§ 9. Mr. John Heppell (Nottingham, East)
How many women in the Trent health region have received cervical smear tests in the last year. 
§ The Parliamentary Under-Secretary of State for Health (Mr. John Hutton)
In the year ending 31 March 1998, 350,617 women in the Trent region were tested, up from 328,014 women in the year to 31 March 1997—an increase of nearly 7 per cent.
§ Mr. Heppell
I thank my hon. Friend for that response. I congratulate the Government on their recent action in ensuring that quality standards on cervical screening are consistent across the whole country.
719 Will my hon. Friend confirm that the cervical screening programme has been a success, and has saved the lives of thousands of women, and that a lot of that success is due to the dedication of the staff of the service? The previous Government left the work of the staff unsung; the service was understaffed and the staff were overworked and underpaid. On that last point, will my hon. Friend at least ensure that, in the next pay round, the dedication of the staff is recognised.
§ Mr. Hutton
I am grateful to my hon. Friend for drawing attention to the success of the cervical screening programme. About 4 million women are screened each year in England and it has been estimated that the programme prevents up to 3,900 cases of cervical cancer each year. He might also want to know that coverage in Nottinghamshire is among the highest in the country—slightly over 90 per cent., compared with a target of 80 per cent.
§ Mr. Stephen Dorrell (Charnwood)
I am pleased that the Minister recognises that the cervical smear testing programme constitutes a huge advance in women's health in this country—in the Trent region and elsewhere. Will he also recognise that the programme was introduced—and was given huge stimulation—as a result of the NHS reforms introduced in 1990 by my right hon. and learned Friend the Member for Rushcliffe (Mr. Clarke)? Will the Minister take this opportunity to congratulate the previous Conservative Government on an important public health programme launched by my right hon. and learned Friend.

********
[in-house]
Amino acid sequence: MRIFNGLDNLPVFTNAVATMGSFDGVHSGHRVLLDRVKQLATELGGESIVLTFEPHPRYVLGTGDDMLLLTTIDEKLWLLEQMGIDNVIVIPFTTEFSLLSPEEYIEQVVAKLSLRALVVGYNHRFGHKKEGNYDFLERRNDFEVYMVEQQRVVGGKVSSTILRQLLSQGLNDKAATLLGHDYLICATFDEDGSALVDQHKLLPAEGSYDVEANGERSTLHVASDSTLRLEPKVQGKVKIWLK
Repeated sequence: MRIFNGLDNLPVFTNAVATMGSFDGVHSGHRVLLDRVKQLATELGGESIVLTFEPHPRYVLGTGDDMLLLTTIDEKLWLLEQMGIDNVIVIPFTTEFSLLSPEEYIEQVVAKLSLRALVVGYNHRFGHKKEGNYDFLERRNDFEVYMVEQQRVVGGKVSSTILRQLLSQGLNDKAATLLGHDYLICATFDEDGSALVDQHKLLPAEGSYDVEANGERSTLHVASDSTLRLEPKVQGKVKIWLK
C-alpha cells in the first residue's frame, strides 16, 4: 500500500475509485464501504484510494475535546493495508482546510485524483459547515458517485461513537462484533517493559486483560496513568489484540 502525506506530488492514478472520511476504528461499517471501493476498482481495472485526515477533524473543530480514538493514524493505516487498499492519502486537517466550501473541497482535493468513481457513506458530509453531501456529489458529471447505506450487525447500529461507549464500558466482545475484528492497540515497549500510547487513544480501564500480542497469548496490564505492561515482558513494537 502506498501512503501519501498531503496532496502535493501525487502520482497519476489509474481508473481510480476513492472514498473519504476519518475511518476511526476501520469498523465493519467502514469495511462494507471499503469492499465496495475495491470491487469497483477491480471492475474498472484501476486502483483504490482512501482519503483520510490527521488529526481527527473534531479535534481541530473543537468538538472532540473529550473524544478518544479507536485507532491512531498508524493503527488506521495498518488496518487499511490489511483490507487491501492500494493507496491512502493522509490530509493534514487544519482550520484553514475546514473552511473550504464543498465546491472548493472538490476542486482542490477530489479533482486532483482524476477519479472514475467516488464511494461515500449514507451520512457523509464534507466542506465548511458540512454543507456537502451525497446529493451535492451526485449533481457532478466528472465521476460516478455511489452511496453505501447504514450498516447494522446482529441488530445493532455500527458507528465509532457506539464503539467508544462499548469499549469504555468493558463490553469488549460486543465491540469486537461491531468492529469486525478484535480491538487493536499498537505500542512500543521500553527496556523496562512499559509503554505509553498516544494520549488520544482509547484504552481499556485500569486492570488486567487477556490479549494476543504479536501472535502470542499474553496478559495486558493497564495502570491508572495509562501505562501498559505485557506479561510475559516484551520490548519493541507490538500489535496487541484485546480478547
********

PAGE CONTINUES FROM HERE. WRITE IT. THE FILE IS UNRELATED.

§ Mr. Hutton
I am sorry to have to disappoint the right hon. Gentleman, but I shall not be able to do that. We inherited a situation that was not satisfactory and I should point out to him that one of the consequences of the reforms that he oversaw, and for which he was responsible, was the compromising of the effective monitoring arrangements for the cervical screening tests. He should be ashamed of that.
§ Mr. Michael Clapham (Barnsley, West and Penistone)
My hon. Friend will be aware that the assessment of the cervical tests varies from area to area, and that causes some concern. What mechanism is he considering to drive best practice through the service?
§ Mr. Hutton
I can assure my hon. Friend that the whole thrust of our reforms, right across the board, is to improve the quality of services available to everyone who uses the national health service, including those women who use the cervical test screening programme.
We want to improve the service across the board. That is one of the priorities that we have identified in all our policy documents, and in all that we have said in the House about our policies.